Distance Education Newsletter
Kapi‘olani Community College | 1 February 2022
Show You Care in February
---Data to Ponder---
Answer Your Own Research Questions with the Spring 2022 Enrollment Dashboard.
Online courses had the highest fill rates at KCC for spring 2022, which matches the preferences of our student survey takers in fall.
Want to dive more deeply into a specific subject or course? View the dashboard.
---Professional Development Opportunities---
TOPP 2022 Is on the Horizon!
Our award-winning Teaching Online Prep Program (TOPP) will return in 2022 in three modules and will be facilitated by your faculty colleagues who are experienced online teachers:
Tech Basics - March 4-18, 2022 (Spring Break)
Course Planning - May 23 to June 3, 2022
Building an Online Classroom - June 6 to July 1, 2022
If you need to sharpen your basic technology skills or design & build an SLO-aligned and engaging online learning space for your students using Laulima and Web 2.0 tools, please join us for one or more TOPP modules! Be on the lookout for announcements regarding registrations in the coming months.
Excellence in Education Is Back! Save the Date!
The UHCC System campuses are banding together to bring back a systemwide day of professional development for all UHCC faculty, staff, and administrators.
Excellence in Education (previously known as HISSI)
March 4, 2022 (Friday)
8:30am - 12pm
UHCC System professional development sessions will be held in the morning. Some campuses are planning campus-specific activities for the afternoon. Details forthcoming.
Willing to Help? Contact your campus UHCC Professional Development Consortium representative if you are interested in volunteering to be a Zoom Room Host for the workshop sessions. Hosts are highly encouraged to have their own Zoom Pro license and will be responsible for greeting workshop attendees, taking attendance counts, and recording sessions.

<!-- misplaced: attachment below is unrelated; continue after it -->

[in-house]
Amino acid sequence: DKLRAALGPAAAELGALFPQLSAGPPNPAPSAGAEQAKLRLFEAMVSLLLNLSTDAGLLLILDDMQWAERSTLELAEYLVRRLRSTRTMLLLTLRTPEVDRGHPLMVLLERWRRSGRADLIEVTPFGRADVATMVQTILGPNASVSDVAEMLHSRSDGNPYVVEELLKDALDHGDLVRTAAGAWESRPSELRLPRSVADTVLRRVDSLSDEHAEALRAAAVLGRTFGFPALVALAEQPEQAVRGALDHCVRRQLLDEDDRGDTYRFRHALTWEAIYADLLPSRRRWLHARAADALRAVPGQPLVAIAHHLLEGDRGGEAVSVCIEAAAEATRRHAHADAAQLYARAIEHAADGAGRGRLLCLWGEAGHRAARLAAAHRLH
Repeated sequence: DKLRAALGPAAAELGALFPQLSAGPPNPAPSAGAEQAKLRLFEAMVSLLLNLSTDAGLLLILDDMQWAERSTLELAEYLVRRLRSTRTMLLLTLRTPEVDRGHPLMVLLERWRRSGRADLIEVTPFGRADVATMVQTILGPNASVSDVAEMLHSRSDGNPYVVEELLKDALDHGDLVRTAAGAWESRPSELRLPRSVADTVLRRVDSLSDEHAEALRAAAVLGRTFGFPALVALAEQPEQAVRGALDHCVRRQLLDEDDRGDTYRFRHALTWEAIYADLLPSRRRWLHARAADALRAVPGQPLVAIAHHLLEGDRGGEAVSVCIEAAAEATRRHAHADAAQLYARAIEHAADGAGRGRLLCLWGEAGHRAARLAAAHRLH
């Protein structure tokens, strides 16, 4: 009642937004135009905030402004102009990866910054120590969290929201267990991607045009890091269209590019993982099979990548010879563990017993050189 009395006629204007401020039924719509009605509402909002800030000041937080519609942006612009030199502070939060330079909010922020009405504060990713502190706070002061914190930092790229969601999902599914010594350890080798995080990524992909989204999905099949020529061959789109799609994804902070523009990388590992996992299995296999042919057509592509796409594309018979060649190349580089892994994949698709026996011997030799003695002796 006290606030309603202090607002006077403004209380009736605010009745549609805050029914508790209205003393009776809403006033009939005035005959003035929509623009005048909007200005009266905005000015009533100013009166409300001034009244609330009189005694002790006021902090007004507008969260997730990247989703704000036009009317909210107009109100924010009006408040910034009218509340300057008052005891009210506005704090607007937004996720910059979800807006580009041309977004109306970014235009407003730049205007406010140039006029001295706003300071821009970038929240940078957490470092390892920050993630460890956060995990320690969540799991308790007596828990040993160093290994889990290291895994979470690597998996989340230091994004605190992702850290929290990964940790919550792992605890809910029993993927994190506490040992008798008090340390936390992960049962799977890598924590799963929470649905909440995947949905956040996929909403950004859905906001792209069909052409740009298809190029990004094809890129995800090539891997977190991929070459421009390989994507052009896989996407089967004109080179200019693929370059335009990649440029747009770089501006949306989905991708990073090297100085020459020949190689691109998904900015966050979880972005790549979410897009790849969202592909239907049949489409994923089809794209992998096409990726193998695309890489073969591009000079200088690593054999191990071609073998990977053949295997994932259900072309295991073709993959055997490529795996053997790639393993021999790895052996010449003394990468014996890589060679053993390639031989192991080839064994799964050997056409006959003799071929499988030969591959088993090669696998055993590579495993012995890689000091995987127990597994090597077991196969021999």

Want to present a workshop? Solicitation for Excellence in Education workshops will be sent out this week. Watch the Bulletin!
Questions? Contact your UHCC PD Consortium representative for more info. For Kapi‘olani CC, that's Leigh (firstname.lastname@example.org).
Free 4-part Series on Copyright and Fair Use
Join librarians from Hamilton and Richardson Law Library in a 4-part series designed to address copyright and fair use for librarians and faculty in instruction…
Feb 4: Introduction: Copyright for the Instructor, Librarian, and Author
Feb 11: Copyright Exceptions: Fair Use and the Classroom
Feb 18: Fair Use: Maps & Geospatial Materials and Controlled Digital Lending (CDL) of Whole Books Still under Copyright
Feb 25: Fair Use: AV Media, Music, Videos, Streaming Content, Recorded Live Performances, and Works of Visual Art
The Magical Unicorn: Tips to Enchant and Enhance Your Online Class